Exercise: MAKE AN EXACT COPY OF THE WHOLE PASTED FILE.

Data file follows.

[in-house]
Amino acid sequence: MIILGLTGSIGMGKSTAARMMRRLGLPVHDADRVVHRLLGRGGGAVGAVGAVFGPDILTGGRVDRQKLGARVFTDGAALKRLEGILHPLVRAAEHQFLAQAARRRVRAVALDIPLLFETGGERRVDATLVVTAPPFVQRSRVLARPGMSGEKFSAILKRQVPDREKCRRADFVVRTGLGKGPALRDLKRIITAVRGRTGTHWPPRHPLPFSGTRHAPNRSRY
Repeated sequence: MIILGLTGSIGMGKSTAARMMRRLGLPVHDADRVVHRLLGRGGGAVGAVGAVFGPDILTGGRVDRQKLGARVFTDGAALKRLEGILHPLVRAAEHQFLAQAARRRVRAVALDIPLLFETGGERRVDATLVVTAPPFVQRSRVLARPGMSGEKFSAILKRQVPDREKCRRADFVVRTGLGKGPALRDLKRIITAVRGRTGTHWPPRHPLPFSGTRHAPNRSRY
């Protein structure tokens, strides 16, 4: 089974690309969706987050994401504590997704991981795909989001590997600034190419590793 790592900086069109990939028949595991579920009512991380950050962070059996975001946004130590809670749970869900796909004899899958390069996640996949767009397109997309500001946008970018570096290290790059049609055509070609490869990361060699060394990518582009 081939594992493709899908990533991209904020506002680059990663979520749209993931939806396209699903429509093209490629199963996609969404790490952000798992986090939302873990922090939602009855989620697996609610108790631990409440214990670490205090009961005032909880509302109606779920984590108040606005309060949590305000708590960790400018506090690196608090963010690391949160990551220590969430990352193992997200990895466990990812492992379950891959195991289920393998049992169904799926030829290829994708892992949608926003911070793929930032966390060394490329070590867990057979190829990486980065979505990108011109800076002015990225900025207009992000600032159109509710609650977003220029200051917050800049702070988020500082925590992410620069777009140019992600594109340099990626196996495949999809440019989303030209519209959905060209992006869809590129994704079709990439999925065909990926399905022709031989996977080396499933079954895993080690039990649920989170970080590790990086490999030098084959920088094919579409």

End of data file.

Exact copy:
[in-house]
Amino acid sequence: MIILGLTGSIGMGKSTAARMMRRLGLPVHDADRVVHRLLGRGGGAVGAVGAVFGPDILTGGRVDRQKLGARVFTDGAALKRLEGILHPLVRAAEHQFLAQAARRRVRAVALDIPLLFETGGERRVDATLVVTAPPFVQRSRVLARPGMSGEKFSAILKRQVPDREKCRRADFVVRTGLGKGPALRDLKRIITAVRGRTGTHWPPRHPLPFSGTRHAPNRSRY
Repeated sequence: MIILGLTGSIGMGKSTAARMMRRLGLPVHDADRVVHRLLGRGGGAVGAVGAVFGPDILTGGRVDRQKLGARVFTDGAALKRLEGILHPLVRAAEHQFLAQAARRRVRAVALDIPLLFETGGERRVDATLVVTAPPFVQRSRVLARPGMSGEKFSAILKRQVPDREKCRRADFVVRTGLGKGPALRDLKRIITAVRGRTGTHWPPRHPLPFSGTRHAPNRSRY
């Protein structure tokens, strides 16, 4: 089974690309969706987050994401504590997704991981795909989001590997600034190419590793 790592900086069109990939028949595991579920009512991380950050962070059996975001946004130590809670749970869900796909004899899958390069996640996949767009397109997309500001946008970018570096290290790059049609055509070609490869990361060699060394990518582009 081939594992493709899908990533991209904020506002680059990663979520749209993931939806396209699903429509093209490629199963996609969404790490952000798992986090939302873990922090939602009855989620697996609610108790631990409440214990670490205090009961005032909880509302109606779920984590108040606005309060949590305000708590960790400018506090690196608090963010690391949160990551220590969430990352193992997200990895466990990812492992379950891959195991289920393998049992169904799926030829290829994708892992949608926003911070793929930032966390060394490329070590867990057979190829990486980065979505990108011109800076002015990225900025207009992000600032159109509710609650977003220029200051917050800049702070988020500082925590992410620069777009140019992600594109340099990626196996495949999809440019989303030209519209959905060209992006869809590129994704079709990439999925065909990926399905022709031989996977080396499933079954895993080690039990649920989170970080590790990086490999030098084959920088094919579409």